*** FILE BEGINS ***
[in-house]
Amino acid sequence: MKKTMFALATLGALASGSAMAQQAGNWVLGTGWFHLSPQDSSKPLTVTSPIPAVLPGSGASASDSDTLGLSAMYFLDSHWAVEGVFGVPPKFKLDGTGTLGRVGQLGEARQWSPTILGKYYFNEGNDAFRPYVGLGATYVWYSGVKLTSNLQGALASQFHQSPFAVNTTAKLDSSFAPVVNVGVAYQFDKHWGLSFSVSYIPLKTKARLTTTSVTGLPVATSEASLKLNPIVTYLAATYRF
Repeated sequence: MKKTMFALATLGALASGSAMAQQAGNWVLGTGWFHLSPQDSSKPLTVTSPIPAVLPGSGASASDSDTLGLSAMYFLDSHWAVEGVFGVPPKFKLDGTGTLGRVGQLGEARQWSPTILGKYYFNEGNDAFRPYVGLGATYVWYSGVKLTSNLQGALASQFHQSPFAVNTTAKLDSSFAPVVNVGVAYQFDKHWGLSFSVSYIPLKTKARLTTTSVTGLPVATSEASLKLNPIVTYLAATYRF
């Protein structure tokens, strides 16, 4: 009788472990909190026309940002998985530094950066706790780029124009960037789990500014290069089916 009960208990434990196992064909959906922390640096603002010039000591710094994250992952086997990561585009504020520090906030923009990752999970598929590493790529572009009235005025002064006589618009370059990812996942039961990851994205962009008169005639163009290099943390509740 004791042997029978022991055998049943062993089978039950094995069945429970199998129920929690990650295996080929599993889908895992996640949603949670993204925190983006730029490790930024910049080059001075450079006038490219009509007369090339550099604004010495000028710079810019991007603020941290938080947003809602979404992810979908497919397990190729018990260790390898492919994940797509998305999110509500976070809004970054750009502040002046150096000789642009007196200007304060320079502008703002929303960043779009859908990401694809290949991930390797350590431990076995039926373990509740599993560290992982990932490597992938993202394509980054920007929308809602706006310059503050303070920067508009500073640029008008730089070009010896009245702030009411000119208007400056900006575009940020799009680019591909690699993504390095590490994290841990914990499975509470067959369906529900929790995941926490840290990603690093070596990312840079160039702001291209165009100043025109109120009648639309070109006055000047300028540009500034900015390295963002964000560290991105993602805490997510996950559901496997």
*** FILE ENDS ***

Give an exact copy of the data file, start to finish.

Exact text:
[in-house]
Amino acid sequence: MKKTMFALATLGALASGSAMAQQAGNWVLGTGWFHLSPQDSSKPLTVTSPIPAVLPGSGASASDSDTLGLSAMYFLDSHWAVEGVFGVPPKFKLDGTGTLGRVGQLGEARQWSPTILGKYYFNEGNDAFRPYVGLGATYVWYSGVKLTSNLQGALASQFHQSPFAVNTTAKLDSSFAPVVNVGVAYQFDKHWGLSFSVSYIPLKTKARLTTTSVTGLPVATSEASLKLNPIVTYLAATYRF
Repeated sequence: MKKTMFALATLGALASGSAMAQQAGNWVLGTGWFHLSPQDSSKPLTVTSPIPAVLPGSGASASDSDTLGLSAMYFLDSHWAVEGVFGVPPKFKLDGTGTLGRVGQLGEARQWSPTILGKYYFNEGNDAFRPYVGLGATYVWYSGVKLTSNLQGALASQFHQSPFAVNTTAKLDSSFAPVVNVGVAYQFDKHWGLSFSVSYIPLKTKARLTTTSVTGLPVATSEASLKLNPIVTYLAATYRF
């Protein structure tokens, strides 16, 4: 009788472990909190026309940002998985530094950066706790780029124009960037789990500014290069089916 009960208990434990196992064909959906922390640096603002010039000591710094994250992952086997990561585009504020520090906030923009990752999970598929590493790529572009009235005025002064006589618009370059990812996942039961990851994205962009008169005639163009290099943390509740 004791042997029978022991055998049943062993089978039950094995069945429970199998129920929690990650295996080929599993889908895992996640949603949670993204925190983006730029490790930024910049080059001075450079006038490219009509007369090339550099604004010495000028710079810019991007603020941290938080947003809602979404992810979908497919397990190729018990260790390898492919994940797509998305999110509500976070809004970054750009502040002046150096000789642009007196200007304060320079502008703002929303960043779009859908990401694809290949991930390797350590431990076995039926373990509740599993560290992982990932490597992938993202394509980054920007929308809602706006310059503050303070920067508009500073640029008008730089070009010896009245702030009411000119208007400056900006575009940020799009680019591909690699993504390095590490994290841990914990499975509470067959369906529900929790995941926490840290990603690093070596990312840079160039702001291209165009100043025109109120009648639309070109006055000047300028540009500034900015390295963002964000560290991105993602805490997510996950559901496997």